Our industry is one of the best places for anyone to build a career, and we owe it to our children to expose them to the work we do early.
I have often said to anyone who will listen to me that I think the architecture and engineering “industry” is one of the best places for anyone to build a career. Firms in this business are often highly purpose-driven. Your companies are filled with intelligent, ethical, and creative people. And your people are “doing good” for our society, filling a very useful role. Your architecture and engineering firms help give all of us better places to live, work, learn, heal, and make things. You give us clean water to drink, clean air to breathe, efficient transportation systems of all kinds. Yours is important work!
At the same time, we are facing (and have been for some time) huge talent shortages. We desperately need more people with design, technical, and business skills in our industry.
Most firm principals have children. We tend to be middle-aged by the time we start our own businesses or become principals of existing firms. A thought occurred to me recently that it’s possible we may be looking past one of the most fertile fields for new talent there is – our own kids.
My mom (she is still living in her own home at 101) supported my interests in this stuff when I was just a little kid. When I was only 8 or 9 years old, she took me to our local library and found books of house designs that I could check out. I created my own designs on graph paper and then built them to scale out of legos. I thought I wanted to be an architect until I developed early success in my childhood entrepreneurial endeavors and got seduced by that. So I got two degrees in business and came back to my childhood interests at 22, and have worked in this industry ever since.
My oldest daughter, Christy, is now 34 and has been a part of this industry since she was a young woman. She grew up listening to talk about business at the dinner table, and started working for my design/build/development firm doing accounting and other stuff when she was an undergraduate college student. When we got back to the company that is today known as Zweig Group (it was taken over by its mezzanine lenders in 2010 from the private equity firm we sold it to in 2004), she became a writer and editor for our publications. Then she got her MBA and moved into marketing and marketing consulting for our clients.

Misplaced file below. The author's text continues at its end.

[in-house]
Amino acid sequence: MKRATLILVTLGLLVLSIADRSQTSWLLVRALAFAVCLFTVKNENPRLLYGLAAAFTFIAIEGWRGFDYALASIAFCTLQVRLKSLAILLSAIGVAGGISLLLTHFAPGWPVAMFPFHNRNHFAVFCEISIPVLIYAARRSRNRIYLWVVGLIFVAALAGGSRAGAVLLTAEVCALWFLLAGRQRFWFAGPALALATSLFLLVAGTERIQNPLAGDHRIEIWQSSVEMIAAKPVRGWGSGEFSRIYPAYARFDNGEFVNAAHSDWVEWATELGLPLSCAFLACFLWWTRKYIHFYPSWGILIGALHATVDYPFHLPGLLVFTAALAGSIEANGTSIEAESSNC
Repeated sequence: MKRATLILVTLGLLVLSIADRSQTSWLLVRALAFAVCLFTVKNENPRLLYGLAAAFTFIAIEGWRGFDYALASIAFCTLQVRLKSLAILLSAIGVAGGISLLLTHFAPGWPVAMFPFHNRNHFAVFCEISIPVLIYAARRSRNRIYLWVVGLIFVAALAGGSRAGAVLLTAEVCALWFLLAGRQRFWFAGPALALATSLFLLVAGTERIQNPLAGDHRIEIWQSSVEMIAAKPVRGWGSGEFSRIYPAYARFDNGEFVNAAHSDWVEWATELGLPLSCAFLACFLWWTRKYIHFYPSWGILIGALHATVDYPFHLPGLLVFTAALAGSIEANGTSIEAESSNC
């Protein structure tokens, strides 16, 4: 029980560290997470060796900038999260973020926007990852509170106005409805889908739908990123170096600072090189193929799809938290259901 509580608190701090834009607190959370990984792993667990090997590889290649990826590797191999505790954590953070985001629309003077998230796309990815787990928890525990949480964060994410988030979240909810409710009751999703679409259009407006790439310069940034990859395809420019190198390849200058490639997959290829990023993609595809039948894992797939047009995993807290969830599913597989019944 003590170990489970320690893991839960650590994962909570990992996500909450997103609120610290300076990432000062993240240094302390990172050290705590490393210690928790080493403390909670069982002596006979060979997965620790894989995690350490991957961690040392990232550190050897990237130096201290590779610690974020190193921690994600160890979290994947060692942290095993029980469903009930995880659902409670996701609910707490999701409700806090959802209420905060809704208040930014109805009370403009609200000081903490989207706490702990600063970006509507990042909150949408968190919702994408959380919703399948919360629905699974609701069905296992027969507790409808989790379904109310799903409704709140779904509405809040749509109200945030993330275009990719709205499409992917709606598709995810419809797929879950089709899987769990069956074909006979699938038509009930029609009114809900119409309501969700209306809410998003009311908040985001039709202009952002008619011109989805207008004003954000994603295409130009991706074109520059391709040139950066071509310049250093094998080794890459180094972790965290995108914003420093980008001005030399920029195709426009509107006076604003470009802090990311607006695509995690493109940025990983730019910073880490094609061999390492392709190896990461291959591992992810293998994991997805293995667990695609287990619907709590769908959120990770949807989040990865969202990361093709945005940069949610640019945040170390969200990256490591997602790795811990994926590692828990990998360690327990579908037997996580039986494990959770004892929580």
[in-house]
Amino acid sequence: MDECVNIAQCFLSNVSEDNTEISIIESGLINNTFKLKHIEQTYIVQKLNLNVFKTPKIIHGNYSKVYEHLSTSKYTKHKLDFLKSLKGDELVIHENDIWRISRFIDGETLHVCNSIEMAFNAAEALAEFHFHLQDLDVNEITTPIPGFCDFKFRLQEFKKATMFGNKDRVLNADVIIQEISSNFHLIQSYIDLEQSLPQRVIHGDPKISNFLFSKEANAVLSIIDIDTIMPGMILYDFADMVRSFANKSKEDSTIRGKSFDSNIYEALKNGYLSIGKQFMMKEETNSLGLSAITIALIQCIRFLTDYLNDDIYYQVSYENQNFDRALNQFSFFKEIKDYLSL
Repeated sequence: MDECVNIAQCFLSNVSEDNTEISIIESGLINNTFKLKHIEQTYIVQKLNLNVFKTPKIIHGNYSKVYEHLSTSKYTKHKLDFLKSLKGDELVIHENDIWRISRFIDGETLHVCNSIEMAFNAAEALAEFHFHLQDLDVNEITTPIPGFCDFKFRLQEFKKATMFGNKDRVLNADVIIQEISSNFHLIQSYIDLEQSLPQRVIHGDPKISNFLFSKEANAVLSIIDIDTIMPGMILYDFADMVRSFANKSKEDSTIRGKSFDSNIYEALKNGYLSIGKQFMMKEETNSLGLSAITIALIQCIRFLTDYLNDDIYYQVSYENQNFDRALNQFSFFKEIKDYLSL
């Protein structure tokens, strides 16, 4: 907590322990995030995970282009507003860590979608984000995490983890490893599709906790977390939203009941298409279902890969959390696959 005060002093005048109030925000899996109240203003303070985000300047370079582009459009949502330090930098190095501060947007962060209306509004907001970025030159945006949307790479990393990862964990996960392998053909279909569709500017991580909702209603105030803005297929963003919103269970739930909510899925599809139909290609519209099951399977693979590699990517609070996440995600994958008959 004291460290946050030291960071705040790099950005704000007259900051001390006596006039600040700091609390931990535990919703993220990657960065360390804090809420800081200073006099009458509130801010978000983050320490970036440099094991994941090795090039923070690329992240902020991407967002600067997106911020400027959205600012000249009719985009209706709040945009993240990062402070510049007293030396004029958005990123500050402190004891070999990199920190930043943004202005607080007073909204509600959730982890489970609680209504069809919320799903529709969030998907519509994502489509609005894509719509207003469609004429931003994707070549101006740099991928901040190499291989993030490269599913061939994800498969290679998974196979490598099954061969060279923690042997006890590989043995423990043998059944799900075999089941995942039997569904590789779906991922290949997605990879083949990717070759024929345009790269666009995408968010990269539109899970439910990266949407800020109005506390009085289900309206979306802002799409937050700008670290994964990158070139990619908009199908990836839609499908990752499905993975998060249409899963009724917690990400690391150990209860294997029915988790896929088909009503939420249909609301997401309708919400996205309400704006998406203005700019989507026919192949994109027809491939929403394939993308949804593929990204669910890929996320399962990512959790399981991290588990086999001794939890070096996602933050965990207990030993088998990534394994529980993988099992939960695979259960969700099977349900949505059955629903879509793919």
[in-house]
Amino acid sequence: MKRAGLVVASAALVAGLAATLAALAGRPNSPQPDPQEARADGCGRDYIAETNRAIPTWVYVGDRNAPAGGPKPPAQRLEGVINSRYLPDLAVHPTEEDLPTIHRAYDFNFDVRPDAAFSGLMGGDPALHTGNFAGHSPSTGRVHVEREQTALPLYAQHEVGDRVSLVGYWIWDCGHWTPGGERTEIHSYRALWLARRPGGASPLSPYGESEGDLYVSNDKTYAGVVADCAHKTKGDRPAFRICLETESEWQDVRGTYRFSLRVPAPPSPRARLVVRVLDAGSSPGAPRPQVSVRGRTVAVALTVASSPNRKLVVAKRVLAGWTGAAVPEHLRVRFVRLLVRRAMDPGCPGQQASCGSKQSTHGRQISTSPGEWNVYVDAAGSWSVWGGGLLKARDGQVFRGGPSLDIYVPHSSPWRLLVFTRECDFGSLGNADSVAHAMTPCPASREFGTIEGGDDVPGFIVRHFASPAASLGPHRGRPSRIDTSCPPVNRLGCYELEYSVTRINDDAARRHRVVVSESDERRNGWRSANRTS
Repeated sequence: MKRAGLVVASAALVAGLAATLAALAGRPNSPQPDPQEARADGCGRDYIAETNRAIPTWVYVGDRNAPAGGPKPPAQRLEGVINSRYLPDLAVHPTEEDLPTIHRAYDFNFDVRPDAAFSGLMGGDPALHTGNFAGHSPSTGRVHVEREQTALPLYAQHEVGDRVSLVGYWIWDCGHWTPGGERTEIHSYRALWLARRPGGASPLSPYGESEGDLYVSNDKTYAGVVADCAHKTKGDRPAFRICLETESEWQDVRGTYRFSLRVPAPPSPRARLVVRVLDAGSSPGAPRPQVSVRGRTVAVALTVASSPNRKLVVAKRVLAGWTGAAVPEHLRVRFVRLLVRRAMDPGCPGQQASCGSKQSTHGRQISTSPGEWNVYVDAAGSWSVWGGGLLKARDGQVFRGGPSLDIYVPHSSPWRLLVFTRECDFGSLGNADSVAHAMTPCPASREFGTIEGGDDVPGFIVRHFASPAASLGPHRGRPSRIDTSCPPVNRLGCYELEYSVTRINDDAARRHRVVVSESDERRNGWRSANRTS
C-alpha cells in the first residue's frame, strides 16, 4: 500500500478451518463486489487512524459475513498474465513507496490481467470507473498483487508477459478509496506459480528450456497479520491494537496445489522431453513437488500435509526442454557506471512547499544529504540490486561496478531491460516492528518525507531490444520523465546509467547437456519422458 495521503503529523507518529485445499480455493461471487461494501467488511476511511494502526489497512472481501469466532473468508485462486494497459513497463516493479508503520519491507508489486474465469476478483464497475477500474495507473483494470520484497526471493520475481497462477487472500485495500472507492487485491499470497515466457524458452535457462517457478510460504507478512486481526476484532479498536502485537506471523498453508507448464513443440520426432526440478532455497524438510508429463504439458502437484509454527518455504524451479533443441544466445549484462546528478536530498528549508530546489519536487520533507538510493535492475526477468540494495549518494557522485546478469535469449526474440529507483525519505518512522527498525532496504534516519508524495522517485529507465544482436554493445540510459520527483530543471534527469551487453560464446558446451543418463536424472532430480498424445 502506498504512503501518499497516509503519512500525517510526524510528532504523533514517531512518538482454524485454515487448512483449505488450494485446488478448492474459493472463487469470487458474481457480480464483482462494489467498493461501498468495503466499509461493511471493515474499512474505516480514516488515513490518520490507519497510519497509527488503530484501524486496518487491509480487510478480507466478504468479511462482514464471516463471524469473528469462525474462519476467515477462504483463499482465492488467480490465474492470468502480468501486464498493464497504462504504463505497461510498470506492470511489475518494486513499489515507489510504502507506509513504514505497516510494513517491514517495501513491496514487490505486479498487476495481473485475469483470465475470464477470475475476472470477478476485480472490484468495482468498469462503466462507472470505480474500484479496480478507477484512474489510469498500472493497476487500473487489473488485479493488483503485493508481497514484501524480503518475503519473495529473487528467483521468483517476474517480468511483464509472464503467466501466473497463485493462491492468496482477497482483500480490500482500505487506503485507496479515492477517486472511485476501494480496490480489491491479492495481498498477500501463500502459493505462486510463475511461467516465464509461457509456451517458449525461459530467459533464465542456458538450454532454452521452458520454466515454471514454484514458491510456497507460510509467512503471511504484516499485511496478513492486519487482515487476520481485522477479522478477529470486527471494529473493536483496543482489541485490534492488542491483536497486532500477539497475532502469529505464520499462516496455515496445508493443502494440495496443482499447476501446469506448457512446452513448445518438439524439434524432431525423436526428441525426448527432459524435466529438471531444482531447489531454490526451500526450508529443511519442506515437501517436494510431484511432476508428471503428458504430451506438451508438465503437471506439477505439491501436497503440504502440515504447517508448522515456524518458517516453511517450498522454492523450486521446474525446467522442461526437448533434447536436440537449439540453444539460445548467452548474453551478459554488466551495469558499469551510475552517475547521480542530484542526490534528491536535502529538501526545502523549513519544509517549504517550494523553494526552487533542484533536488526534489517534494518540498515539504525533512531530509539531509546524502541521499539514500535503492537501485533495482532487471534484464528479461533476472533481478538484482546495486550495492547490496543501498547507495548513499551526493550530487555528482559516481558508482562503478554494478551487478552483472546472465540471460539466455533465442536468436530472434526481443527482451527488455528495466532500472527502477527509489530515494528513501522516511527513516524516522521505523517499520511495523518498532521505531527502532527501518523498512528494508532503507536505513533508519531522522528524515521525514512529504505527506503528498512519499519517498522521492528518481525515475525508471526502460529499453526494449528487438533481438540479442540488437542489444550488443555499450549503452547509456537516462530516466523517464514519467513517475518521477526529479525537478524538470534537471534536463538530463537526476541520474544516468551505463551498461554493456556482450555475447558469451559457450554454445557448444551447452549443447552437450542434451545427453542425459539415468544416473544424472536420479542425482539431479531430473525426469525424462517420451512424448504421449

My second oldest daughter, Anna, is 31 now. She is a very successful recruiter and works for Korn-Ferry, arguably the most prominent and successful firm in that industry. While she didn’t follow my footsteps into this industry, she did get into a profession that I, too, started my AEC career in.
Our 10- and 15-year-old girls – Hazel and Olive, respectively – are both showing an interest in design. Between Minecraft and The Sims, they spend hours and hours designing houses and entire cities on their computers. They both also draw obsessively. And they have each gotten very fussy about their room decor. I would be surprised if either or both don’t eventually become architects, planners, or designers of some sort.
While I know we all want our kids to be free to pursue their own interests and passions, we owe it to our children to expose them to the work we do early. Our firms need smart, motivated, and creative people. Take your children with you to the office. Buy them the computer programs that allow them to design and build. Show them the projects you have done. Talk about your work around the dinner table. Let’s start planting the seeds for the next crop of creative problem-solvers right here at home. You never know what might sprout!
Mark Zweig is Zweig Group’s chairman and founder. Contact him at email@example.com.